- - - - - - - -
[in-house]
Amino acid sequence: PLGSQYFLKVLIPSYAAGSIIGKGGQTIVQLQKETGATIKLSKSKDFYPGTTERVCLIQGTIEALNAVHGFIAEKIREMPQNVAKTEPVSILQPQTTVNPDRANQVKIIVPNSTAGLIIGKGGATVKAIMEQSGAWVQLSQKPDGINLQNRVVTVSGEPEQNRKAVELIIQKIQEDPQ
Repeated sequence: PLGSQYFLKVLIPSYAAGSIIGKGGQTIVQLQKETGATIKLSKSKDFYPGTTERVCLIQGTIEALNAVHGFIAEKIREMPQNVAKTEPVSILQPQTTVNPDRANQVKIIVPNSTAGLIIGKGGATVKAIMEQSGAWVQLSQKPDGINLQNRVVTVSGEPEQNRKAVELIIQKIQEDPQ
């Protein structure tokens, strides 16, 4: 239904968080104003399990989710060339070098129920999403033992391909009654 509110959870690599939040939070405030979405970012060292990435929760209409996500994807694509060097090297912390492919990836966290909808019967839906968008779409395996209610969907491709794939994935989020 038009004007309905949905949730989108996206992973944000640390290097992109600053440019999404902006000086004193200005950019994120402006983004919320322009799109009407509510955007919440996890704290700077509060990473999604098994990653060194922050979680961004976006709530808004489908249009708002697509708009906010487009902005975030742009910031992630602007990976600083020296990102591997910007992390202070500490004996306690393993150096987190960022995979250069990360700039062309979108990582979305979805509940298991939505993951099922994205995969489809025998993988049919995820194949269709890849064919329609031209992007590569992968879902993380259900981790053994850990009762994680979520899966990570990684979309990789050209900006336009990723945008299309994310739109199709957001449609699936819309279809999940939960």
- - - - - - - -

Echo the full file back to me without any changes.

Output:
[in-house]
Amino acid sequence: PLGSQYFLKVLIPSYAAGSIIGKGGQTIVQLQKETGATIKLSKSKDFYPGTTERVCLIQGTIEALNAVHGFIAEKIREMPQNVAKTEPVSILQPQTTVNPDRANQVKIIVPNSTAGLIIGKGGATVKAIMEQSGAWVQLSQKPDGINLQNRVVTVSGEPEQNRKAVELIIQKIQEDPQ
Repeated sequence: PLGSQYFLKVLIPSYAAGSIIGKGGQTIVQLQKETGATIKLSKSKDFYPGTTERVCLIQGTIEALNAVHGFIAEKIREMPQNVAKTEPVSILQPQTTVNPDRANQVKIIVPNSTAGLIIGKGGATVKAIMEQSGAWVQLSQKPDGINLQNRVVTVSGEPEQNRKAVELIIQKIQEDPQ
């Protein structure tokens, strides 16, 4: 239904968080104003399990989710060339070098129920999403033992391909009654 509110959870690599939040939070405030979405970012060292990435929760209409996500994807694509060097090297912390492919990836966290909808019967839906968008779409395996209610969907491709794939994935989020 038009004007309905949905949730989108996206992973944000640390290097992109600053440019999404902006000086004193200005950019994120402006983004919320322009799109009407509510955007919440996890704290700077509060990473999604098994990653060194922050979680961004976006709530808004489908249009708002697509708009906010487009902005975030742009910031992630602007990976600083020296990102591997910007992390202070500490004996306690393993150096987190960022995979250069990360700039062309979108990582979305979805509940298991939505993951099922994205995969489809025998993988049919995820194949269709890849064919329609031209992007590569992968879902993380259900981790053994850990009762994680979520899966990570990684979309990789050209900006336009990723945008299309994310739109199709957001449609699936819309279809999940939960």